10 projects in dialogue with water: amphibious architectures selected by Domus

When water becomes a poetic element or the very reason for a design choice, stories of unique or revolutionary architectures are born: we selected 10 of them, from Carlo Scarpa and Snøhetta via the Amazon River.

If we disregard the sometimes devastating effects that its uncontrollable force can produce (from the time of Noah), water, the fundamental element for life on planet Earth, becomes a design medium more often than it appears, interacting with architectural design which, paraphrasing Guillermo del Toro's film (“The Shape of Water”, Ed.), gives the fluid substance a “shape”.

Above, below, in front of, through water: these are some of the multiple design declinations along the path traced by Vitruvius who, in Book Eight of “De Architectura”, ascribed to the precious liquid a dual value: functional, as an infrastructure that innervates the city and the territory, and poetic/philosophical, as a tool for scientific exploration of the structure of the universe, evocative of intimate balances between artifice and nature. It becomes evident how, in spite of all assumptions, it can often be water to give form and function to architecture. It happens today more than ever, in a context of climate crisis bringing, together with rising sea levels, the disappearance of entire coastal areas, the relocation of settlements and entire cities, and the emergence of new typologies for increasingly water-based cities as Kunlé Adeyemi of NLÉ has shown with his award-winning Floating Schools developed in Nigeria.

Kunlé Adeyemi, floating school at the Biennale Architettura 2016. Photo Jacopo Salvi. Courtesy La Biennale di Venezia

Coherently with such dual approach, we propose a selection of works designed by famous architects who, despite the differences in language and context, interpret water as a “structuring” material of design, smoothing out the dichotomy between function and poetics.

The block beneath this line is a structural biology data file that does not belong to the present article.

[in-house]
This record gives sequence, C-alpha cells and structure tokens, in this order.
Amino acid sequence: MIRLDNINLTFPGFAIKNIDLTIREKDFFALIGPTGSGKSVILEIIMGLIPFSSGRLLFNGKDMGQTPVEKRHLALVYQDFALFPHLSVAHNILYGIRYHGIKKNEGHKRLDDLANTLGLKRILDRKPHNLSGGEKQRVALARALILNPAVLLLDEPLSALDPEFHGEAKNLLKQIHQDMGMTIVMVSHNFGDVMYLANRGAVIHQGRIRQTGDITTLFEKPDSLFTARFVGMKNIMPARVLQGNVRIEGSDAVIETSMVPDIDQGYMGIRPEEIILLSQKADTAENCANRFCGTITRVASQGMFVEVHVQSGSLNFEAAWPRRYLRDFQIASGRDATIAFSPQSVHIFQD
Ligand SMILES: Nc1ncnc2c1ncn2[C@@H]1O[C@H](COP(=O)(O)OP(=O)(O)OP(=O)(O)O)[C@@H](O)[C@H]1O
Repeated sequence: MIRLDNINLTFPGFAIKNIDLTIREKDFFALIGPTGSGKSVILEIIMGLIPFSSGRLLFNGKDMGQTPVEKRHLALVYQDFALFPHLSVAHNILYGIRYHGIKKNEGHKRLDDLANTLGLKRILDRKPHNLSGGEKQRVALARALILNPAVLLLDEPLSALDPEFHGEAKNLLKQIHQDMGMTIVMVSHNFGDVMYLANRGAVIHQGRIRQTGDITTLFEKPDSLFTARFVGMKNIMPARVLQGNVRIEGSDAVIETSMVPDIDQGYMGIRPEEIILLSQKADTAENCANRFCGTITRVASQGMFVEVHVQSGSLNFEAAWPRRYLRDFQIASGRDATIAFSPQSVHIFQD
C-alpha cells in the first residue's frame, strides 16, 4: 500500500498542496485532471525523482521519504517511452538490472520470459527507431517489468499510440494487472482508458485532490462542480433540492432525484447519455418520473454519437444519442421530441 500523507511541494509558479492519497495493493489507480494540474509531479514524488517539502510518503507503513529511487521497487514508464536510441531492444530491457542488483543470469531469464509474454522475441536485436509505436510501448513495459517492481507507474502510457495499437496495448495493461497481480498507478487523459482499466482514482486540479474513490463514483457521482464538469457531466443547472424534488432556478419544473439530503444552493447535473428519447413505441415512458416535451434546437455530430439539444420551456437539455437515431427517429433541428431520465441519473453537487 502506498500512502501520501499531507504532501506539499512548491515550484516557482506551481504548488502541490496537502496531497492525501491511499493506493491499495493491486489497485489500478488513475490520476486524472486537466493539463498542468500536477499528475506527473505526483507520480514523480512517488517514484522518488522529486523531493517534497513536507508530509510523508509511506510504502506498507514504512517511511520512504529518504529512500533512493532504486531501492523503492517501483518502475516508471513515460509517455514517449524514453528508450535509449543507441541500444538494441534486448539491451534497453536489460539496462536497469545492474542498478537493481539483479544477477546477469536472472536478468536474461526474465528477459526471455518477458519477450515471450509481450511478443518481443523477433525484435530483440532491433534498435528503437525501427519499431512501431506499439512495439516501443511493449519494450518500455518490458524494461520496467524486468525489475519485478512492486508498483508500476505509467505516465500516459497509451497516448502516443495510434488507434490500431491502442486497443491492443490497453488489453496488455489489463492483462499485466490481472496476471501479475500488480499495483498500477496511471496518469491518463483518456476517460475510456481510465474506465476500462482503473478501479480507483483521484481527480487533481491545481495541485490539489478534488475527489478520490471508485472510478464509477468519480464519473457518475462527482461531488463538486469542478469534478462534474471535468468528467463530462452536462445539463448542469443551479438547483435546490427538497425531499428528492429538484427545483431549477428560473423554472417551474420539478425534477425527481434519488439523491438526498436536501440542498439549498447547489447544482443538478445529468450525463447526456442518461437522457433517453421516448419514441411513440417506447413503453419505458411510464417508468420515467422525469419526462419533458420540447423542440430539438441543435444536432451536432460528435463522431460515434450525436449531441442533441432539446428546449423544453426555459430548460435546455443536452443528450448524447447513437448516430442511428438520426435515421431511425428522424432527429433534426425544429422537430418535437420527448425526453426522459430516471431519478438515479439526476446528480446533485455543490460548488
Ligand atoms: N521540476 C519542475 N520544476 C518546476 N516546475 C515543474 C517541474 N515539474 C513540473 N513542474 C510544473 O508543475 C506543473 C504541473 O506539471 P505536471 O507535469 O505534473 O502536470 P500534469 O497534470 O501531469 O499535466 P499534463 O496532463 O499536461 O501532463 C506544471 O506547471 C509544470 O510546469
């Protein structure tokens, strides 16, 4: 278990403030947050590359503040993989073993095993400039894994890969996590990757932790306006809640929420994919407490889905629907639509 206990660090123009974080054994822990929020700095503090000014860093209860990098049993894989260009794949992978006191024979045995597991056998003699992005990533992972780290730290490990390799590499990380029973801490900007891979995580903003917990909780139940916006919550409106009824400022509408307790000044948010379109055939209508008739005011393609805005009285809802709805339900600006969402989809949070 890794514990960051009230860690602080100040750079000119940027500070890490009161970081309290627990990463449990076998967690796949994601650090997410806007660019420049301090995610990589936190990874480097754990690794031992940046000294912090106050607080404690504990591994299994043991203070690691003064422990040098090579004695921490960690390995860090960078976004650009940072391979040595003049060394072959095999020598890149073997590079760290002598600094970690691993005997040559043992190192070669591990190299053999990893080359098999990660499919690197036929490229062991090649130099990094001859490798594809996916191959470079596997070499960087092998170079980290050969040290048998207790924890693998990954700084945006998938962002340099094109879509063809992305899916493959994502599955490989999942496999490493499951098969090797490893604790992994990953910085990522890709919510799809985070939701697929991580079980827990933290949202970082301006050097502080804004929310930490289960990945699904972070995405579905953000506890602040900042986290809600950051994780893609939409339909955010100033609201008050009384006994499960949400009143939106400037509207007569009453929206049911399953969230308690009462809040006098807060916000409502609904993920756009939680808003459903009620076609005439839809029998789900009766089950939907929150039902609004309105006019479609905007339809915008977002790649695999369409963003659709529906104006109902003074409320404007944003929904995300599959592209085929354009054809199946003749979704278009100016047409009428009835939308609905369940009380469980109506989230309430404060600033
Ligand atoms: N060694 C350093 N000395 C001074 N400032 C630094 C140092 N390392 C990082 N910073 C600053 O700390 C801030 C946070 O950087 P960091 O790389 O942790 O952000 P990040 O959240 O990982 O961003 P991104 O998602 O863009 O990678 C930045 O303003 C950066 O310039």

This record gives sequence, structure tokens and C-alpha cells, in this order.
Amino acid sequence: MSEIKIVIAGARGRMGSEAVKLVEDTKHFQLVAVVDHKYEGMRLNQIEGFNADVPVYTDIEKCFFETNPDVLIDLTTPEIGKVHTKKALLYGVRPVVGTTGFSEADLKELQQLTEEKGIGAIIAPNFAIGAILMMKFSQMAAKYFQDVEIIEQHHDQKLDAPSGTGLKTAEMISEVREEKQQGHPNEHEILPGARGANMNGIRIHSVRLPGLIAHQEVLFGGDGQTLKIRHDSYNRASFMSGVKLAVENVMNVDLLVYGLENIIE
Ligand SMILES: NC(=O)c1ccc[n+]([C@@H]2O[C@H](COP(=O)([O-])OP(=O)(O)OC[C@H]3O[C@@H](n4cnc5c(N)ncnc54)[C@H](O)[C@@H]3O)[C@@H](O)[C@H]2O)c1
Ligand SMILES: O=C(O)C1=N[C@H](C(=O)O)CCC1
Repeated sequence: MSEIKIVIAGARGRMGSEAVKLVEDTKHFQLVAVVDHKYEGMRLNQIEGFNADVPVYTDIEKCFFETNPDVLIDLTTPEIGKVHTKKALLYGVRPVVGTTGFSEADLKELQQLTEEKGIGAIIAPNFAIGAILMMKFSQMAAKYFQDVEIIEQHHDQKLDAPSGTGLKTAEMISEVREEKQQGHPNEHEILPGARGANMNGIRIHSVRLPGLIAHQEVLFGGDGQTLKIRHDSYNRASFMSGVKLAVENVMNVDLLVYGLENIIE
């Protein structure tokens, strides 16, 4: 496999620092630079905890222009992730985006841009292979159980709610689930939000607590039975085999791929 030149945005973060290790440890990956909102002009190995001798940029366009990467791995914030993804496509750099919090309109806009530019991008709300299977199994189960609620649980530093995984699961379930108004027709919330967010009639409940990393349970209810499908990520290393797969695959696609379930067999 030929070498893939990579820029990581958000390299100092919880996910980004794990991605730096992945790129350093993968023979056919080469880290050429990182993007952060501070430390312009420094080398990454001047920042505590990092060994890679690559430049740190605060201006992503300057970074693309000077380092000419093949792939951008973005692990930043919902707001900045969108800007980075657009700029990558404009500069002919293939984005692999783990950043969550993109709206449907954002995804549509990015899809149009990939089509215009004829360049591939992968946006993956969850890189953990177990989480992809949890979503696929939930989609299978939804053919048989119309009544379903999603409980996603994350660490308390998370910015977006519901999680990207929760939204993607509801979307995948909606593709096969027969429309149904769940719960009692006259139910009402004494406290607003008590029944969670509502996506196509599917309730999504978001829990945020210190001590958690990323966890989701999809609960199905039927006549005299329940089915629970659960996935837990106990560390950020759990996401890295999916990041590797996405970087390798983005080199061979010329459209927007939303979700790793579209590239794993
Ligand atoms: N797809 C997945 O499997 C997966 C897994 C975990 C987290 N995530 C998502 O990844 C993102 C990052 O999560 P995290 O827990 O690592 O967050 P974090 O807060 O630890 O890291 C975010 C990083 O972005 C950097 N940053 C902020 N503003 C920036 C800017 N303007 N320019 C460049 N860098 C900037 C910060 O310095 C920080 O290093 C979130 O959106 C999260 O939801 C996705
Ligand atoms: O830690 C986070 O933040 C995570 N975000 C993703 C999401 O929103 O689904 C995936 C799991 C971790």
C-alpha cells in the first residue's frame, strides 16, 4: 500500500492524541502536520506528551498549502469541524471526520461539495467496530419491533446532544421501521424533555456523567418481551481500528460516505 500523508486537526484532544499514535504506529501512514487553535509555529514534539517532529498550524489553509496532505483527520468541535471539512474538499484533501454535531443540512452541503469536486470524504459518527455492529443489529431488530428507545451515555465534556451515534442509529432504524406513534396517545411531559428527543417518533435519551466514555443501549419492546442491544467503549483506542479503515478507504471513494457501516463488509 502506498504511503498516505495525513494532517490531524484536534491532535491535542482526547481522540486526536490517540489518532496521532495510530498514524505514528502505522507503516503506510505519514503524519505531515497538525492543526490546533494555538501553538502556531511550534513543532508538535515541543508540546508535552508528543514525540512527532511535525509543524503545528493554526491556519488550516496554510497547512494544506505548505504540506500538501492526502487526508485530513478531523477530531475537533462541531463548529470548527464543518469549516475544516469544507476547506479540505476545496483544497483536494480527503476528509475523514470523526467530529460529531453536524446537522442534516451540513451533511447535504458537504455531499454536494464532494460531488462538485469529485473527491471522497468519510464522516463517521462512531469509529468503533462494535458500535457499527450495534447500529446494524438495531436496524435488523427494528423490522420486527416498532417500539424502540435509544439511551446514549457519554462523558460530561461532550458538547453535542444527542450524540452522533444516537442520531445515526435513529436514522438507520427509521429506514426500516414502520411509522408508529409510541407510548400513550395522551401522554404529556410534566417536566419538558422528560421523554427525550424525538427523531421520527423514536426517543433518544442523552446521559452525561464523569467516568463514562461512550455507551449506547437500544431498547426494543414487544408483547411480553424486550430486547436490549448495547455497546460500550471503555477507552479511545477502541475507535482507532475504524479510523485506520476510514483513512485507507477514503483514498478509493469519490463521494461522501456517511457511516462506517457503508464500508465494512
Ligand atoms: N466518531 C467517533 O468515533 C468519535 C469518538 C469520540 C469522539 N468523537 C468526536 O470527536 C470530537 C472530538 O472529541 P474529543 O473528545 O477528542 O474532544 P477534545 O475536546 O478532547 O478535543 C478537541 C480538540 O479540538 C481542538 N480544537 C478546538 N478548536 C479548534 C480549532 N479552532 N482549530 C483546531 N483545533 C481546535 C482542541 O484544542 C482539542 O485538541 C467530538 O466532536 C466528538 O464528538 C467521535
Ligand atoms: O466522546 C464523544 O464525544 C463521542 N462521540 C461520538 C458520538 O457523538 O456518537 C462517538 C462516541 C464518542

Works that come to terms with the aleatory nature of the natural element, without opposing it but introjecting it into the construction (Carlo Scarpa, De Urbanisten), works that adapt to it as “amphibian” architectures (Baca Architects, Leticia); that make it a presence intimately intertwined with their very  life (Luis Barragán; Álvaro Siza); that exploit the aquatic landscape for its functional characteristics relating to individuals and collectivity (Louis Kahn; RO&AD) or to open up new perspectives on unusual landscapes (Diller Scofidio + Renfro, Snøhetta).

These are always, and in any case, living architectures that change in their configurations, in their modes of use and perception, in their reflections of light according to the unpredictable liquid they deal with, as if in practice it were the amorphous and elusive material that gave form (and substance) to the solid and inert matter, and not vice versa.   

Opening image: Oslo Opera House. Photo VisitOslo from Flickr

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